Dear Fellow Survivalist;
Have you ever been on a camping trip and had a piece of equipment break on you? It could be nothing more than a tent peg bending, as you were trying to pound it into some hard ground. Or maybe the pump on your Coleman lantern inexplicably stops working. Then there are problems with sleeping bag zippers, fire starters that don’t work, a burnt out bulb in a flashlight, and canteens that spring a leak.
Maybe these types of things haven’t happened to you, but they sure have happened to me. In fact, I’d say that I’ve had more than my fair share of them. It seems that every trip I take, something goes wrong with some critical piece of gear.
Having that happen on a camping trip is bad enough, but having it happen when you’re in survival mode is dangerous. But when you think about it, much of the gear we depend on for survival is the exact same sort of gear that we use when we go camping. So why do we think it will fare any better, when we have to use it to survive?
This is why redundancy is so important in your survival gear. Nothing you own is perfect, so chances are, something is going to break sometime; and it will probably do so at the worst possible time. Having redundancy in your gear purchases gives you something that you can use, when you can’t use what you normally depend on. Maybe the secondary piece of equipment isn’t as good, but it’s surely better than nothing.
There’s another way of looking at this whole issue of broken equipment and redundancy, and that is to plan for it. In other words, plan on having to repair the stuff you have, so that you’ll always have what you need. I’ve gone so far as to create a kit of repair parts and materials, so that when I’m out in the field camping, I can repair anything I need to. The same sort of kit is stored with my survival gear, so that I’ll always have what I need.
So, what sorts of things can you find in my kit?
- Duct tape (the ultimate handyman’s helper)
- Super glue (another obvious one)
- Paracord (especially for tents)
- Sewing kit, heavy on safety pins (clothes rip at the most inopportune times)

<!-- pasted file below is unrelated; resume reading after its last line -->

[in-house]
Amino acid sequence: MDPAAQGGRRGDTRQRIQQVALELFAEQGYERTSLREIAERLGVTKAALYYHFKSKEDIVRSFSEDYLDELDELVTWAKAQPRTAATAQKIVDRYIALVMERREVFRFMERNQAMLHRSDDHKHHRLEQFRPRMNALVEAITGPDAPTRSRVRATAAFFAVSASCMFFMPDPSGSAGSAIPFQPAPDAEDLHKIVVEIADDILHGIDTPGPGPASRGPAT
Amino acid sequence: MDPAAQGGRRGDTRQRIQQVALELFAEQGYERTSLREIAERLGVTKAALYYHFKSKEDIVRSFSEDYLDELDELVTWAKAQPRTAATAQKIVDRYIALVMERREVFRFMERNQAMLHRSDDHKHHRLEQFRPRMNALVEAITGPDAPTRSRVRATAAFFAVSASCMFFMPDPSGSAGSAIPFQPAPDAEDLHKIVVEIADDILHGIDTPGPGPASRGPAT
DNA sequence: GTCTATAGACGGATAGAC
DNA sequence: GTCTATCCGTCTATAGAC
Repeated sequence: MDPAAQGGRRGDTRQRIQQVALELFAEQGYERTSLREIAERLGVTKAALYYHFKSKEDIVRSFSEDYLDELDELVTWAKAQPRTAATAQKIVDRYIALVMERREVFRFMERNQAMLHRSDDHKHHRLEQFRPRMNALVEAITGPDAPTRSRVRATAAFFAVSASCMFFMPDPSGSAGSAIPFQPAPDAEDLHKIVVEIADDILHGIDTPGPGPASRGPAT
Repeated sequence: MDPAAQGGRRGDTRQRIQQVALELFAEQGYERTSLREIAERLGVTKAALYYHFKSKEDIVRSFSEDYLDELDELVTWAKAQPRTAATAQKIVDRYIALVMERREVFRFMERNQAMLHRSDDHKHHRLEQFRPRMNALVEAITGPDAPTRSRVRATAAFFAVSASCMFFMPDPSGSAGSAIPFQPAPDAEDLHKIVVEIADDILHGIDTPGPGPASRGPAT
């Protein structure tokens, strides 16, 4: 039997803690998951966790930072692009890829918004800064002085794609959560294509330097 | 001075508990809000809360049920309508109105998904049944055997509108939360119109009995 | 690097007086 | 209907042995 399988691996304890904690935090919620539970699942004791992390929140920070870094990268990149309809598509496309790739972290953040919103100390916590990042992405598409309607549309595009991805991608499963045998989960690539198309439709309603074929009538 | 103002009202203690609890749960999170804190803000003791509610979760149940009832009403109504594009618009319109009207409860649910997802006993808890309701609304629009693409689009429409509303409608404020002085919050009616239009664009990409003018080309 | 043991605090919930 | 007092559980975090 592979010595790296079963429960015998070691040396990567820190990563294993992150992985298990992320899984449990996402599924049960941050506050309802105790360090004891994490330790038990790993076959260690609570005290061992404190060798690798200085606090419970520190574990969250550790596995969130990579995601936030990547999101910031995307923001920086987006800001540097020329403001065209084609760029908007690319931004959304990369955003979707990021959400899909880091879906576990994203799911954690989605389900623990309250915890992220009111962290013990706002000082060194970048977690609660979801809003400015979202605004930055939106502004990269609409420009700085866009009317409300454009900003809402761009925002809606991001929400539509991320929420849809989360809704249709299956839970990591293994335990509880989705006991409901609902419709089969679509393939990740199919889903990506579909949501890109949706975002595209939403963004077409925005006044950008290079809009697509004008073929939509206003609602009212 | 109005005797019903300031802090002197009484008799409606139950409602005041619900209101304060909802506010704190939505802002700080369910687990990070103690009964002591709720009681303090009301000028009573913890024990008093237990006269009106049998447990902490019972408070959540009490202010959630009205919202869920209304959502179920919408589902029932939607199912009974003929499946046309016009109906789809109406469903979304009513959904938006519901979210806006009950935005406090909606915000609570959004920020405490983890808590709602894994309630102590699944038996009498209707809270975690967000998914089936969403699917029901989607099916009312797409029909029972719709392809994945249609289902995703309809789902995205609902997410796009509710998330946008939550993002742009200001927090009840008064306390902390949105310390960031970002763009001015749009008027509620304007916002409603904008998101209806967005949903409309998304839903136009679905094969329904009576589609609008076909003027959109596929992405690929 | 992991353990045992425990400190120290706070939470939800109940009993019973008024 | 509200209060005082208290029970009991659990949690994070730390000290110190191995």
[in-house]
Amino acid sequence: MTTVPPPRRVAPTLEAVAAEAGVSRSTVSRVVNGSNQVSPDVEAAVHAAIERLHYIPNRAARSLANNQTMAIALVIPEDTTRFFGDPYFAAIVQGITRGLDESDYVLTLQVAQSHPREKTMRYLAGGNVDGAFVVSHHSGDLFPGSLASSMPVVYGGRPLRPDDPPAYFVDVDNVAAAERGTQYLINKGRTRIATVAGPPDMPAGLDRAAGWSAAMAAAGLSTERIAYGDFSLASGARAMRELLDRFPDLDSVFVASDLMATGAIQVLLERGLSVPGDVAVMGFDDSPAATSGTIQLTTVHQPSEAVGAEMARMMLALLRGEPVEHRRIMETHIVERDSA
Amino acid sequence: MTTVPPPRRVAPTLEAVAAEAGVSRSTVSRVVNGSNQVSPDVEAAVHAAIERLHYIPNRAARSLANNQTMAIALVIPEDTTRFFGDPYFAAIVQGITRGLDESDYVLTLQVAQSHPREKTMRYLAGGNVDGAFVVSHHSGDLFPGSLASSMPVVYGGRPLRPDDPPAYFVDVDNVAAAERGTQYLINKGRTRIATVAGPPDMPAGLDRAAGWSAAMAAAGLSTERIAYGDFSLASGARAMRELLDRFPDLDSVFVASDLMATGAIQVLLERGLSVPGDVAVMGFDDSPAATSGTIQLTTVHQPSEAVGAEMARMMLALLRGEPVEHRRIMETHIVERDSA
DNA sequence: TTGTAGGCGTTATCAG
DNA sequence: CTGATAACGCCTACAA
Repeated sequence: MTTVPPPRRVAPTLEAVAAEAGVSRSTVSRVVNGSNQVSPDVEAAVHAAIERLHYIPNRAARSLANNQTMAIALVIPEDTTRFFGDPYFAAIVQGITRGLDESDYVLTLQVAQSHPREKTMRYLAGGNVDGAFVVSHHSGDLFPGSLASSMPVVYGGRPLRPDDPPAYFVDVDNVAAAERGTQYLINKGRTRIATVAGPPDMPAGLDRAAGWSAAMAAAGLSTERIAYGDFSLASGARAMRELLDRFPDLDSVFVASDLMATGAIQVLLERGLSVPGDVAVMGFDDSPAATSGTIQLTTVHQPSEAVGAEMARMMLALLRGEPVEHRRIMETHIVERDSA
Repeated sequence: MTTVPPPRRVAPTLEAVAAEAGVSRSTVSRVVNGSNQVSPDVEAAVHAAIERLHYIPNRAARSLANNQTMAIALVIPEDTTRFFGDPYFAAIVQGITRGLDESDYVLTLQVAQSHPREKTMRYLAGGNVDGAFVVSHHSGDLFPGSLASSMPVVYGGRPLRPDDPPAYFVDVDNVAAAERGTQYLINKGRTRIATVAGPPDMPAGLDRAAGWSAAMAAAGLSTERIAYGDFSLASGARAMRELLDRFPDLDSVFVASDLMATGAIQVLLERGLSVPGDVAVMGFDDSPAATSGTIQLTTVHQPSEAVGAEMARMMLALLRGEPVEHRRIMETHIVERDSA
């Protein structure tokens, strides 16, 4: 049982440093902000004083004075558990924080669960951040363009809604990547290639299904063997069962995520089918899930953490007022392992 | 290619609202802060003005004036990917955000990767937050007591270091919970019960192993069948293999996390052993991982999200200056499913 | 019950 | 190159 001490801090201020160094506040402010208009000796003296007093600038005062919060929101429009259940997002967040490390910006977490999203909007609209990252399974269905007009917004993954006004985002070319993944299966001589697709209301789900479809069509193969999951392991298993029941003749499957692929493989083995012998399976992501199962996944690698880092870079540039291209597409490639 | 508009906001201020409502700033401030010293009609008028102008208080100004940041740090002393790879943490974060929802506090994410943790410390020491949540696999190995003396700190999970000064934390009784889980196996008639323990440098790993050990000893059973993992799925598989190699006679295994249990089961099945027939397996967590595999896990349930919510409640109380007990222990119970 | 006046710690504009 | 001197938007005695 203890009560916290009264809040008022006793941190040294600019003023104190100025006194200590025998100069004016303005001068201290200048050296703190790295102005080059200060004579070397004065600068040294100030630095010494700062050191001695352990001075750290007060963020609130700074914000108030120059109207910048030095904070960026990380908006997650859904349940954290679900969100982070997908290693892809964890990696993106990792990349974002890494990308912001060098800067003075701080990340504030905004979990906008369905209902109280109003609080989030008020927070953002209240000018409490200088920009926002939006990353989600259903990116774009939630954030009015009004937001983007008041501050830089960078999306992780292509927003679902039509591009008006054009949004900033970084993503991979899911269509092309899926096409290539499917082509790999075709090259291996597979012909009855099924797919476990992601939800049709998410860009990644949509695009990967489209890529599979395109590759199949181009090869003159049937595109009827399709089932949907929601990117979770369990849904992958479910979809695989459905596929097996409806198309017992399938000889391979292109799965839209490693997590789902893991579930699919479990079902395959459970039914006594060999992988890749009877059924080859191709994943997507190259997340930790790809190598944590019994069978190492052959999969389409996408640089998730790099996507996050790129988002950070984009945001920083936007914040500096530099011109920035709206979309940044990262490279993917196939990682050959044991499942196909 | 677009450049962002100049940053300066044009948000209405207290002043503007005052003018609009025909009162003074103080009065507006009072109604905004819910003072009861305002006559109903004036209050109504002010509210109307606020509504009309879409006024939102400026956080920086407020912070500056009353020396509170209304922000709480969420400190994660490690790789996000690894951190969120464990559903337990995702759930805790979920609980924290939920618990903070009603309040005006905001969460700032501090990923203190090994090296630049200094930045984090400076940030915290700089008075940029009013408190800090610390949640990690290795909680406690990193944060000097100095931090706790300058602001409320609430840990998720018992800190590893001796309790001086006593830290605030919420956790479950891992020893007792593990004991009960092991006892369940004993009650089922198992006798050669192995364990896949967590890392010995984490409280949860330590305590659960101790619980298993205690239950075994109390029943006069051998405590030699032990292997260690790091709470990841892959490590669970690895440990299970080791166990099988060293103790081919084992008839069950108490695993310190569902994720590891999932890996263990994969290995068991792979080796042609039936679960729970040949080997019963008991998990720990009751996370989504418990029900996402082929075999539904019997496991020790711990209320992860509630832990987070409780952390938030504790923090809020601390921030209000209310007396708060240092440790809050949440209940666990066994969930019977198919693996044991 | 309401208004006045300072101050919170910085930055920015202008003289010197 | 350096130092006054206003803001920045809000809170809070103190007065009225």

- Pump rebuild kit for Coleman lanterns and stoves
- Spare mantles for Coleman lanterns (I use the old-fashioned kind, not the propane ones)
- Epoxy putty (great when you need some structural strength, as well as for repairing leaking canteens and even pots)
- Assorted small screws and nuts
- A couple of strong carabineers (between these and the paracord, I can string anything up)
- Disposable lighter (backup fire starter)
- Small honing stone
- Grommets and a grommet setting tool (high winds can destroy grommets in tents and tarps)
- A couple of feet of 2” wide nylon webbing (for repairing or making a shoulder strap)
- Assorted plastic bags, especially small zipper bags
- A couple of feet of wire
- AA and AAA batteries, as well as button cells to fit anything I have
- A small vial of lightweight lubricating oil (works as honing oil and gun oil as well)
This may seem like a lot, but it doesn’t take up any more space than a paperback book, and it weighs less than the book as well. But with it, I can make a jury rig repair to just about anything I might need to, while out camping or in a bug out situation. Granted, I can’t repair my car with it, but that’s a totally different set of gear.
The only real tool I have to go with this is my multitool. Lots of people include a multitool in their survival kit, thinking of it as a useful survival tool. But I don’t see it that way. I can think of very few survival tasks that a multitool with help with. To me, the multitool is a survival tool for my survival tools. In other words, I carry it along so that I can repair my survival gear.
Of course, the other thing I do is buy quality gear. That way, my chances of having something break are at least somewhat minimized. Even so, something always manages to break, but with this stuff along, I don’t have to allow that break to mess up my camping trip.
Just seems to go right along with keeping my powder dry and my survival gear close at hand.